The study revealed that roughly 85 percent of respondents deemed CRA-related home purchase and refinance lending to be at least marginally profitable, as did 79 percent of those extending home improvement loans. These numbers compare with 99 percent of respondents reporting that overall home purchase and refinance lending was at least marginally profitable and 94 percent stating that overall home improvement lending was at least marginally profitable. For small business lending, institutions responding to the survey indicated that CRA-related small business lending was as profitable as overall small business lending. Ninety-three percent of institutions indicated that their community development lending was at least marginally profitable, while 61 percent of special CRA mortgage lending programs was deemed to be at least marginally profitable. When asked why they established special CRA lending programs, institutions most frequently cited two reasons: (1) to respond to the credit needs of the local community and (2) to promote community growth and stability.
The issue of profitability is of ongoing interest for the Federal Reserve, and we will continue to sponsor research on it. In fact, one of our most recent studies has found that, after controlling for risk and benefit effects, there is no statistical or economically significant difference between the effective interest rates on CRA-eligible mortgage loans and those on other mortgage loans at the same institution.
With respect to small business and small farm lending, a review of CRA data compiled by the Federal Financial Institutions Examinations Council (FFIEC) shows that financial institutions subject to the act have increased their market share in these lending categories as well. These data show that CRA reporters increased their share of the number of small business loans from 66 percent in 1996 to 84 percent in 2000. For small farm lending, the number of loans as a percentage of all lending during this period increased from 22 percent to 31 percent for CRA-reporters.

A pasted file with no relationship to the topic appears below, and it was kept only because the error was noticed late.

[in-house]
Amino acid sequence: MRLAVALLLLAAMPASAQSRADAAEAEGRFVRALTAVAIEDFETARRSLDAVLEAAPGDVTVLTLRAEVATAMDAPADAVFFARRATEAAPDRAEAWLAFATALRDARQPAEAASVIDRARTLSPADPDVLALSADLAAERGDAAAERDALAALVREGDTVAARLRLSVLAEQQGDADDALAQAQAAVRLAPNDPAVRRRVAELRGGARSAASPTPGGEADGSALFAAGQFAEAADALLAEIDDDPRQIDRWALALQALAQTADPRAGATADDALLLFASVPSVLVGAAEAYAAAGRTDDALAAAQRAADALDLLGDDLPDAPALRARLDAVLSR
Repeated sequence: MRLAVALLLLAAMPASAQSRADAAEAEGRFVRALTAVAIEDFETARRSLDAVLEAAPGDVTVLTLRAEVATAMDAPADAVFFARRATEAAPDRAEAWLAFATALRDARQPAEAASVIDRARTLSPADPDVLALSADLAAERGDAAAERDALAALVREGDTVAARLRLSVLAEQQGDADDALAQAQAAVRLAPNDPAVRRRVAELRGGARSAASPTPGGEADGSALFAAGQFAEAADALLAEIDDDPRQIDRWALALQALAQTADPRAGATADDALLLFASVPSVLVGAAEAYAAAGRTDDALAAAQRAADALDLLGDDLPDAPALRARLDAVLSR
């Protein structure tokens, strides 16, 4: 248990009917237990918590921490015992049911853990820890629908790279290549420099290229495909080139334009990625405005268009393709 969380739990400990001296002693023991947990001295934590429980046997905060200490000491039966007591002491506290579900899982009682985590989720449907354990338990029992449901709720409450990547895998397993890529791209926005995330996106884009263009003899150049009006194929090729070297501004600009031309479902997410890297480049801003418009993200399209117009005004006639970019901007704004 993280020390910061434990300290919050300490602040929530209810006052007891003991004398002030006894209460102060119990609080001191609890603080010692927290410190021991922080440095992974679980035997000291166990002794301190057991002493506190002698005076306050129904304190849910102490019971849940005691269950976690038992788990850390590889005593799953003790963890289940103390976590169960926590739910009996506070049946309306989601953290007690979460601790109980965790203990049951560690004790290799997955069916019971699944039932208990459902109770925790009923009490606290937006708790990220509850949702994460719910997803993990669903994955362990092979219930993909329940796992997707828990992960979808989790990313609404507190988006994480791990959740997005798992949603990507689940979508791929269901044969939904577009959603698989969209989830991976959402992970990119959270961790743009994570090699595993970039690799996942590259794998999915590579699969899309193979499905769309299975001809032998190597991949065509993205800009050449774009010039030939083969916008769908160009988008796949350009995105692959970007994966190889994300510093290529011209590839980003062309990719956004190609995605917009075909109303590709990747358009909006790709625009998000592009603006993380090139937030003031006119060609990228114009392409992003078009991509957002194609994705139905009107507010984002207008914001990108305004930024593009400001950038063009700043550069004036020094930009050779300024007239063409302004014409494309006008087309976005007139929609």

The investment test typically receives the most adverse comment. Many banking industry commenters assert that not enough viable, market-rate investment opportunities exist within their assessment areas to satisfy this criterion and that, as a result, institutions are forced to engage in uneconomical investments in order to meet regulatory requirements. This concern was raised particularly in smaller cities and in rural markets, where investment opportunities are relatively scarce.
Community Development Successes
One of my ex-officio duties at the Federal Reserve Board is to serve on the board of directors of the Neighborhood Reinvestment Corporation. In this capacity, I have visited successful projects and seen first-hand the effect of meaningful community development partnerships. I have talked to community leaders whose strong working relationships with financial institutions have helped create new opportunities for residents in their communities, improving the economic prospects of families and neighborhoods. Another responsibility of mine is oversight of the Federal Reserve's Consumer and Community Affairs function. In this capacity, I have seen the important role played by our Reserve Banks in facilitating partnerships that promote increased opportunities for financial institutions and community groups to encourage the development of underserved neighborhoods and areas. These programs address issues that range from inner-city revitalization to rural economic development to banking and lending on Native American lands. By serving as a neutral information broker, the Federal Reserve has helped to foster relationships among market participants and has promoted the development of new and innovative funding arrangements.
At the same time, while many of us believe that CRA has made a real difference in revitalizing neighborhoods, there is still a pressing need for more rigorous evaluative information. With the new Census data that are coming available, we should be able to compare and contrast Census track property values in neighborhoods with and without CRA investments. The Harvard Joint Center for Housing Studies has done important work on the influence of CRA on financial flows, but much more analysis of the real effects on neighborhoods is needed.